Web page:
I know, I know. It’s been too long without a blog again. I can only blame life, which continues to move along at top speed, leaving me little time to update you guys on everything that goes on in said life. These days, work is mostly to blame. We’re two months from semester’s end, and as I have 大班, or big class, I’ve got a graduation to plan and execute, in addition to 32 in-class hours and all attendant prep and grading outside the classroom. Hardly an ideal time to take a vacation.
love me some Hong Kong.
On the other hand, it’s an excellent time to take a breather and avoid burnout. So I’m going to China! Heading back “home” to Beijing for eight days, and I’m beyond excited. I’ve been cleared to enter the Land of Red again, though getting my new visa was anything but easy. Constantly changing visa laws always make it difficult to gauge the current situation on gaining entry to China, but I did some research and nailed down what I thought was a simple, efficient plan.
For obvious reasons, there’s no Chinese Embassy in Taiwan, so I’d have to use a third-country option to get my hands on a visa. It would be cheaper to fly to Hong Kong and apply in person with China’s Foreign Ministry than to send my passport out using a Taiwan-based agent, so I booked a flight for a Friday morning in late April, thinking I’d apply for the visa that afternoon using the rush service, collect it a day later, and be back in Taipei by Sunday night. And I’d get to chill in Hong Kong for three days, to boot.
But, wait. Two years out, and I already seem to have forgotten who I’m dealing with. Nothing’s easy when it comes to China, and my visa wasn’t about to become the exception. After a lot of back and forth and paper shuffling and showing all my previous Chinese residency permits, I was told the only visa I could possibly be issued was the new reciprocal ten-year, unlimited-entry type – and that it wouldn’t be ready until Monday evening.
I gritted my teeth and changed my flight, immensely grateful to HK Airlines for not slapping me with a fee, since I was about to hand over a hefty chunk of change to the Chinese government. I frantically Lined and called coworkers back in Taiwan to find subs to cover my Monday classes. Next, I whited-out my Taipei company and address on my visa form and replaced them with false American information, since Chinese visas must be applied for outside of China (and yes, where the Foreign Ministry is concerned, that runaway, self-governing little island is indeed still a part of China). I finally jumped on the good old A11 to Causeway Bay, checked into the same old place I always stay in Hong Kong, and spent a miserable four days worrying whether my visa would actually come through.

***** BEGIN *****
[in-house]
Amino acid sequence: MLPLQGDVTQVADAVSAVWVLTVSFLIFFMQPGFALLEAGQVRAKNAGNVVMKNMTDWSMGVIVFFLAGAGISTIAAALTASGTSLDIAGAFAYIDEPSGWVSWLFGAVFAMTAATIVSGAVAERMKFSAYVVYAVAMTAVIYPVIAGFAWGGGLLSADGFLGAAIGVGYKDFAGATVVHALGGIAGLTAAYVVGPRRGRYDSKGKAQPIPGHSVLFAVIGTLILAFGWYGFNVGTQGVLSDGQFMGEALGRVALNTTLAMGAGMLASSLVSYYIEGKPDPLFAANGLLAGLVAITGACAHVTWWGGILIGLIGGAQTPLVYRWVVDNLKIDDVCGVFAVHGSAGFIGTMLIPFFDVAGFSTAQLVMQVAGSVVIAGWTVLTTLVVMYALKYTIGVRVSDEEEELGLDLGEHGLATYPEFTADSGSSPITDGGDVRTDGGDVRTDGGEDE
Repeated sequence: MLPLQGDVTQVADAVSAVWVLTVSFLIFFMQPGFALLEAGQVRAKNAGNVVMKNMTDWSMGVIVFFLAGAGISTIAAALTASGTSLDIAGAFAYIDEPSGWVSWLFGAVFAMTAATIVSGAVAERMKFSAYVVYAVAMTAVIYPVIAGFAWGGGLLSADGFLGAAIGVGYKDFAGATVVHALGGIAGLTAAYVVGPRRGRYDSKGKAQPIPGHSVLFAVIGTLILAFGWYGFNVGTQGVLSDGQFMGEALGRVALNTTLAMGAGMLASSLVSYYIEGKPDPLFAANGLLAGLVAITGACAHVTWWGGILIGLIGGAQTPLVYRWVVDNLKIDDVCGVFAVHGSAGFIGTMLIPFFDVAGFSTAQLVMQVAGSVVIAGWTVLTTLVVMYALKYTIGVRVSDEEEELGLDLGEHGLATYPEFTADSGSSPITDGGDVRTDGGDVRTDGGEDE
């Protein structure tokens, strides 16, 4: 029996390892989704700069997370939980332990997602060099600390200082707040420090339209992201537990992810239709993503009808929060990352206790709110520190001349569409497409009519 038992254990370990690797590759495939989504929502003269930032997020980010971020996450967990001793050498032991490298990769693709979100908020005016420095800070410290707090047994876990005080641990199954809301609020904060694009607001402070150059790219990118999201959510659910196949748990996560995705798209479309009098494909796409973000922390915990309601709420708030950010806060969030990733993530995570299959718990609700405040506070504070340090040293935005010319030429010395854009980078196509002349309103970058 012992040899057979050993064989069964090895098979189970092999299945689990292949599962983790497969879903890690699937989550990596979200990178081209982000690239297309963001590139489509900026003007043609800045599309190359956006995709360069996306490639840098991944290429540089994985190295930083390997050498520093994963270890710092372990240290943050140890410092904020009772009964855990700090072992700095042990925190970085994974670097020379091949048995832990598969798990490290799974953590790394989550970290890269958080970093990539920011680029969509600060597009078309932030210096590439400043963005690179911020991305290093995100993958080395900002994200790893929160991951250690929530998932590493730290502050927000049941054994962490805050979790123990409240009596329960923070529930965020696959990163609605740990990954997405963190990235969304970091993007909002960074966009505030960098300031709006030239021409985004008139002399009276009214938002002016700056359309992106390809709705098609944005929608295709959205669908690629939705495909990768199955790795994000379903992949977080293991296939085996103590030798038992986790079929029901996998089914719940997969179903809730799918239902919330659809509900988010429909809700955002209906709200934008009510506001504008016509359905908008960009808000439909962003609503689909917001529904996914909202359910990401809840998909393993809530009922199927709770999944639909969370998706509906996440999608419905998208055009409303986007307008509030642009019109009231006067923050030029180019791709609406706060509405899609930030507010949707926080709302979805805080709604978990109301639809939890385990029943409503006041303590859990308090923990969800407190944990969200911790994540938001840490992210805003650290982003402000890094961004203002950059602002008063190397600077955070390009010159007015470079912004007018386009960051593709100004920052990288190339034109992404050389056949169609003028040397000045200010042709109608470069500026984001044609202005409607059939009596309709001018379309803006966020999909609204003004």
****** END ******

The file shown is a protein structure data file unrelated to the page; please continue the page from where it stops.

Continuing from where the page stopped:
Sure, I was stressed about the visa, but I still had an amazing long weekend because HONG KONG. I love this city. It’d been almost eight months since my last visit, and the last couple times I’ve been I’d mostly just met friends and eaten and shopped for essentials that we don’t have in Taipei. No matter how long or short I’m in the city, I always make time for a stroll along the TST because THAT SKYLINE. An even more stunning view of the city can be found from atop Victoria Peak, though, and when Saturday dawned clear and blue, I knew I wanted to go take in the city view from above. I should do this every time I’m in HK because it’s an incomparable sight.
love this city, love this view.
Hong Kong from Victoria Peak.
end of April, but chilling this high up.
can’t get enough.
I stayed up there until after dark because the night view is stellar.
Hong Kong also has some incredible hiking trails, especially on the outlying islands. I decided to take the five-hour Dragon’s Back loop on Hong Kong Island, and ended up at Big Wave Bay in Shek O, where I spent a few hours reading on the beach.
trekking through bamboo jungle.
I like hiking on Hong Kong Island because many of the trails run beside water, and offer views of the city as well.
just a lil r and r.
definitely elements of Britain here.
mid-levels in central. thanks heavens for the famed escalator system.
I love riding the trams with open windows.
HK’s neon lights.
my second favorite skyline.
I spent Sunday with a friend from Beijing that I hadn’t seen in almost two years. She lives in Shenzhen now, a relatively easy trip into Hong Kong. We met up in Central and took a ferry over to Lantau Island, where we spent the afternoon chilling in Tai O before heading back to HK Island for some Tim Ho Wan and night sights. By the time Monday rolled around, (you know, the day I should have been working), I was in full vacation mode. I took a book and some writing and went to the Starbucks on the TST to just sit and stare across at the skyline for hours.
the beauty of HK.
I caught a late afternoon bus out to the airport, where I discovered my worrying had been for nothing. I have been issued a TEN-YEAR UNLIMITED ENTRY visa to China. I’m set for the next decade. Even though I argued against it at first, I realize that this is actually completely in my favor. A single-entry Chinese visa applied from HK was running me USD300 anyway. For only $150 more, I can go in and out of China whenever I want, as opposed to paying the fee and going through this entire hassle again.
a pharmacy window.
Got a flight in a couple hours and nothing’s packed… stories from China to come!